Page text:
After travelling extensively across Europe, I found myself wanting to visit lesser-visited parts of the world. At the same time, I wasn’t necessarily prepared to venture to some of the destinations on my own, and I began exploring the idea of group travel.
Meanwhile, I’d been introduced to Miles & Points, and found myself in pursuit of an elevated travel experience.
In this article, I’d like to share my experience of how I’ve come to use Miles & Points to unlock some incredible experiences, including a trip to Kenya and Uganda.
Putting the Pieces Together
It all started in 2019. I’ve always been passionate about travelling, and visited most countries in Europe when I was in my 20s.
As I began to explore other destinations that I wanted to travel to, it started to become logistically challenging as a female in my early 30s.
I was initially very reluctant to do a small group tour with a bunch of strangers, and was also spooked by the idea of getting myself into a rowdy party trip situation. However, my sister assured me that there were companies out there that were a bit more laid back, and consisted of small groups of like-minded people who come together as strangers to experience travel together, rather than just party.
In May 2019, my sister talked me into doing a small group tour of Morocco for 15 days, and after that, I was hooked.
Later on that year, I wound up taking two more tours with the same company: one for 12 days in Egypt, and another for nine days in Jordan.
Immediately after that, I put down a deposit for a trip to Kenya, Uganda, and Rwanda, which had been originally scheduled for September 2020. During the trip, there were plans to venture out on safaris, but the main goal was to do some gorilla trekking in Uganda.
Gorilla trekking has always been such an incredible idea to me. Years ago, I saw a documentary about Koko, a gorilla that could communicate in sign language. She showed emotion, empathy, concern, and humour, and I found it to be simply fascinating.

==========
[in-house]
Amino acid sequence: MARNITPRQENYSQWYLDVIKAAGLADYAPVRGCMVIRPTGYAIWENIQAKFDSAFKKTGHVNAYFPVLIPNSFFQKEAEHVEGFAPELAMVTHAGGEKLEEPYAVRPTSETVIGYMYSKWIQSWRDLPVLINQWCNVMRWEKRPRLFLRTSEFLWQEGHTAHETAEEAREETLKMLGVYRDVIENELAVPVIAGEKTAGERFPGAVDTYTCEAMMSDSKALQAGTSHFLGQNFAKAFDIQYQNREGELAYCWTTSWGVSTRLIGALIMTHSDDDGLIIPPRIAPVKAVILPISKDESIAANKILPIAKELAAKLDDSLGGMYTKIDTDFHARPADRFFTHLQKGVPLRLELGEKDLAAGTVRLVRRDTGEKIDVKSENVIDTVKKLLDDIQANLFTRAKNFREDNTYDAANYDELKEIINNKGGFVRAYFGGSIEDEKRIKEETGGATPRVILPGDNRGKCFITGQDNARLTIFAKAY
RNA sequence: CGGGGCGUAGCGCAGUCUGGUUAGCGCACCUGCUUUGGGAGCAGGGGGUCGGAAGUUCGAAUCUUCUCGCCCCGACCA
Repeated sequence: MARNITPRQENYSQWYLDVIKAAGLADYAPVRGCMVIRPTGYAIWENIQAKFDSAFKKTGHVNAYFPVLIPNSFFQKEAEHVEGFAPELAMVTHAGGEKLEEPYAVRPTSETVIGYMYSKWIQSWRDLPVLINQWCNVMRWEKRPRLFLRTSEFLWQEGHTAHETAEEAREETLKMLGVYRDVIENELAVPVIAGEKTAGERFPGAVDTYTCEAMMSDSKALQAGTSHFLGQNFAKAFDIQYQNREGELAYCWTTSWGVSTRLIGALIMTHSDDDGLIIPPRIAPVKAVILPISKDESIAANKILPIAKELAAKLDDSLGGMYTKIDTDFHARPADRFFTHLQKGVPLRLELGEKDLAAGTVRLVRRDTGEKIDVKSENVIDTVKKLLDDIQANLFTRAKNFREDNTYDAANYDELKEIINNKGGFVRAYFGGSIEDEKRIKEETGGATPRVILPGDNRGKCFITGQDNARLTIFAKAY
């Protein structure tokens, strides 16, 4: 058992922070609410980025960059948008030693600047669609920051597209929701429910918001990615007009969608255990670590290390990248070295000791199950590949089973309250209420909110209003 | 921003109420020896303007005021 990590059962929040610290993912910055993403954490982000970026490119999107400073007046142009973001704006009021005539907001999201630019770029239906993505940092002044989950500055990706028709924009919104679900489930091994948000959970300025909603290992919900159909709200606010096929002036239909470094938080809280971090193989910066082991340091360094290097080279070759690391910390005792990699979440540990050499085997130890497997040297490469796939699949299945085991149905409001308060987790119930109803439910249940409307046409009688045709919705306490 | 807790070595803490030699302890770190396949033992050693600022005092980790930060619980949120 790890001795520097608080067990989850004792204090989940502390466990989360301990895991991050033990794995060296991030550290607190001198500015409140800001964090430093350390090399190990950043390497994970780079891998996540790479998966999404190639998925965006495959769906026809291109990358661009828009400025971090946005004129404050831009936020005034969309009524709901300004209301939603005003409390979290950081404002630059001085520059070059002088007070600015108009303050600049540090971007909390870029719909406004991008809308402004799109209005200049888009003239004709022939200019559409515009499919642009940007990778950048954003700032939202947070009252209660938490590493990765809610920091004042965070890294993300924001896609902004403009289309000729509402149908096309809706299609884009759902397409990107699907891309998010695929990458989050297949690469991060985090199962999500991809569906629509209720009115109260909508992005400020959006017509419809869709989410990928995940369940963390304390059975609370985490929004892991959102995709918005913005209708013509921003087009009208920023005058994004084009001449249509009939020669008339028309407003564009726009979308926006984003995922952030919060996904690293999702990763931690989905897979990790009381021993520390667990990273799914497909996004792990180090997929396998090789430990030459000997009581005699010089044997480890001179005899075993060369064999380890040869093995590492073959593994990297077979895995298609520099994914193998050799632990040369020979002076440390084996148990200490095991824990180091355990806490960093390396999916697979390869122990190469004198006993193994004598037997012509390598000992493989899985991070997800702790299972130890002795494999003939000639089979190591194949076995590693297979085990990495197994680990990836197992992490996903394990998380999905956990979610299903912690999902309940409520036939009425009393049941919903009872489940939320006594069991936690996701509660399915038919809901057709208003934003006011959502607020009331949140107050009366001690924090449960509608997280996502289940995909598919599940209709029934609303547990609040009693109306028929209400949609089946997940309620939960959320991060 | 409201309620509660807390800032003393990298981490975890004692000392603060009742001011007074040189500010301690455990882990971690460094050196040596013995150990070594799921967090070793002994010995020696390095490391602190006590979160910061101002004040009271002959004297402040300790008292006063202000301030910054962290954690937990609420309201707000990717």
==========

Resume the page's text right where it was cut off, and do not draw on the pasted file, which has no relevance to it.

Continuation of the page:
When I noticed that the same tour company that I’d now travelled with three times in one year had a gorilla trekking option, I knew that I just had to do it.
Of course, the pandemic derailed that plan, and the trip was ultimately cancelled.
As the world slowly began to open up, I went on some more small group trips to Ecuador and Colombia in 2022, as well as several relaxing trips to Mexico. However, I wanted to hold out until restrictions were fully lifted in the three countries covered on that specific trip to Africa, and finally rebooked it for June 2023.
Getting Hooked on Miles & Points
Meanwhile, I was introduced to the Prince of Travel community through a friend back in late 2021. He was regularly posting stories and pictures of himself and his wife on Instagram flying in business class all over the world.
When I previously travelled, I’d always gazed longingly at the business class section when I boarded the flight and thought, “This will be me some day.”
Curious, I asked my friend how he did it, and he promptly sent me a referral link for an American Express Cobalt Card. He then advised me to absorb everything I could on the Prince of Travel website and the corresponding Facebook group.
Little did he know that he was creating a monster.
I spent almost a full year collecting points and learning as much as I could from Prince of Travel and the community. After maximizing the welcome bonus from the Cobalt card, I moved on to the TD Aeroplan Visa Infinite Card.
Fast forward to one year later, and I’d accumulated enough points to book a business class flight to East Africa. At this point, it was going to be a bit of a challenge to get a good redemption option with only seven months away.